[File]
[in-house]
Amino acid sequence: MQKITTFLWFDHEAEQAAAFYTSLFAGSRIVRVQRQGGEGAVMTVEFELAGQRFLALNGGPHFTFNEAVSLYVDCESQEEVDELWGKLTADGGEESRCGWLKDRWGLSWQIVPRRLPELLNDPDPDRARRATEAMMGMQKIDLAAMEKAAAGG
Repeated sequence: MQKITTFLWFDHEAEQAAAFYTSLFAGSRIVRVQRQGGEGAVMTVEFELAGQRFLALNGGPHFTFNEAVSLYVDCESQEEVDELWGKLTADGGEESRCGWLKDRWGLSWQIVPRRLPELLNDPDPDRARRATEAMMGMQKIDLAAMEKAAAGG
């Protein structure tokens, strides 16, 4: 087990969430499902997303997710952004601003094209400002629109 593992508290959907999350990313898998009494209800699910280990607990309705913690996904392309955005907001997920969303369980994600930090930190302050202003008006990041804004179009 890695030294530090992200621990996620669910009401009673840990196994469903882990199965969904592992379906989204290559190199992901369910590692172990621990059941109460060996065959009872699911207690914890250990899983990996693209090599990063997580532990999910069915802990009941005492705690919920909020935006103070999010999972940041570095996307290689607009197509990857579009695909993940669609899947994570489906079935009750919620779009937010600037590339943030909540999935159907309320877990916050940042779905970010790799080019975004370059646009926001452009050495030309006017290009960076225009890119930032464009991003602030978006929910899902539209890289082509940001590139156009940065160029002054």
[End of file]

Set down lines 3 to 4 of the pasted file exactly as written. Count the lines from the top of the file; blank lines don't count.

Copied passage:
Repeated sequence: MQKITTFLWFDHEAEQAAAFYTSLFAGSRIVRVQRQGGEGAVMTVEFELAGQRFLALNGGPHFTFNEAVSLYVDCESQEEVDELWGKLTADGGEESRCGWLKDRWGLSWQIVPRRLPELLNDPDPDRARRATEAMMGMQKIDLAAMEKAAAGG
């Protein structure tokens, strides 16, 4: 087990969430499902997303997710952004601003094209400002629109 593992508290959907999350990313898998009494209800699910280990607990309705913690996904392309955005907001997920969303369980994600930090930190302050202003008006990041804004179009 890695030294530090992200621990996620669910009401009673840990196994469903882990199965969904592992379906989204290559190199992901369910590692172990621990059941109460060996065959009872699911207690914890250990899983990996693209090599990063997580532990999910069915802990009941005492705690919920909020935006103070999010999972940041570095996307290689607009197509990857579009695909993940669609899947994570489906079935009750919620779009937010600037590339943030909540999935159907309320877990916050940042779905970010790799080019975004370059646009926001452009050495030309006017290009960076225009890119930032464009991003602030978006929910899902539209890289082509940001590139156009940065160029002054």